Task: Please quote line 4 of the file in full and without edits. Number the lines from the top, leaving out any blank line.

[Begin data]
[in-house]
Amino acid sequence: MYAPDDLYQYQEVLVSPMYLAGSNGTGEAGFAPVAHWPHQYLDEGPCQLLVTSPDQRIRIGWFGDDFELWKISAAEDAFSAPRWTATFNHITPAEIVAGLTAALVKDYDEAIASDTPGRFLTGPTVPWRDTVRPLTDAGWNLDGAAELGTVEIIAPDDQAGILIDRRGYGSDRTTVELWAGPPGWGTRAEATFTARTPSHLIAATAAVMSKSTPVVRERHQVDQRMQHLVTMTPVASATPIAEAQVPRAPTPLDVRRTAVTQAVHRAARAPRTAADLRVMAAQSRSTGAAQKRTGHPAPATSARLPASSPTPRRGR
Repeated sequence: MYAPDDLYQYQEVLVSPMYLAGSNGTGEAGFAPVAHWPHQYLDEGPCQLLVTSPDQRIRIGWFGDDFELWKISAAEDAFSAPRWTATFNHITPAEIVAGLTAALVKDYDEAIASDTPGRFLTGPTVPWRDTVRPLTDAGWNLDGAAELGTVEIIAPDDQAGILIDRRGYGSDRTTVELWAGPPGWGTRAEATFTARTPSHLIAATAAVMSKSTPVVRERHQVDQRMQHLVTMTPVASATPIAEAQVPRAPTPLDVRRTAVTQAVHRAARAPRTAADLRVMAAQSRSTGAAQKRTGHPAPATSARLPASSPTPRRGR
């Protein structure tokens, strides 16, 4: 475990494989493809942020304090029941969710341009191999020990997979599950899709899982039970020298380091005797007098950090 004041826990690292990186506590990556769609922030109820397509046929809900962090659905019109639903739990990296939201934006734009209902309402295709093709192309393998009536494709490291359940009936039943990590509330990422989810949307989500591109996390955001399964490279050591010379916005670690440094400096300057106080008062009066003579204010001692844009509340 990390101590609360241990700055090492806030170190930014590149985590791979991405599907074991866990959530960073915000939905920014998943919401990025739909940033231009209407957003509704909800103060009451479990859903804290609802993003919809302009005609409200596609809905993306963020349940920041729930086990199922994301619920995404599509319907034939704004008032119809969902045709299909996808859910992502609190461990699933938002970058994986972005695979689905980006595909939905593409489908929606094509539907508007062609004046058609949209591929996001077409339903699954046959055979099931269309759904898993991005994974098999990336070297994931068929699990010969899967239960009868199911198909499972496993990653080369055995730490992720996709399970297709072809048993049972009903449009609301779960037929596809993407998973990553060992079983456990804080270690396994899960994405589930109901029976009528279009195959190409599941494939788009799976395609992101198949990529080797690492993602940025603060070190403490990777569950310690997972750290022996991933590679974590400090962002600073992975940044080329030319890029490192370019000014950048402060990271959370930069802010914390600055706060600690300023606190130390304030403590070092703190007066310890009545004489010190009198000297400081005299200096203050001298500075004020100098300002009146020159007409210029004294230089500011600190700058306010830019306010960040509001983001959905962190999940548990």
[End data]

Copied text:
């Protein structure tokens, strides 16, 4: 475990494989493809942020304090029941969710341009191999020990997979599950899709899982039970020298380091005797007098950090 004041826990690292990186506590990556769609922030109820397509046929809900962090659905019109639903739990990296939201934006734009209902309402295709093709192309393998009536494709490291359940009936039943990590509330990422989810949307989500591109996390955001399964490279050591010379916005670690440094400096300057106080008062009066003579204010001692844009509340 990390101590609360241990700055090492806030170190930014590149985590791979991405599907074991866990959530960073915000939905920014998943919401990025739909940033231009209407957003509704909800103060009451479990859903804290609802993003919809302009005609409200596609809905993306963020349940920041729930086990199922994301619920995404599509319907034939704004008032119809969902045709299909996808859910992502609190461990699933938002970058994986972005695979689905980006595909939905593409489908929606094509539907508007062609004046058609949209591929996001077409339903699954046959055979099931269309759904898993991005994974098999990336070297994931068929699990010969899967239960009868199911198909499972496993990653080369055995730490992720996709399970297709072809048993049972009903449009609301779960037929596809993407998973990553060992079983456990804080270690396994899960994405589930109901029976009528279009195959190409599941494939788009799976395609992101198949990529080797690492993602940025603060070190403490990777569950310690997972750290022996991933590679974590400090962002600073992975940044080329030319890029490192370019000014950048402060990271959370930069802010914390600055706060600690300023606190130390304030403590070092703190007066310890009545004489010190009198000297400081005299200096203050001298500075004020100098300002009146020159007409210029004294230089500011600190700058306010830019306010960040509001983001959905962190999940548990």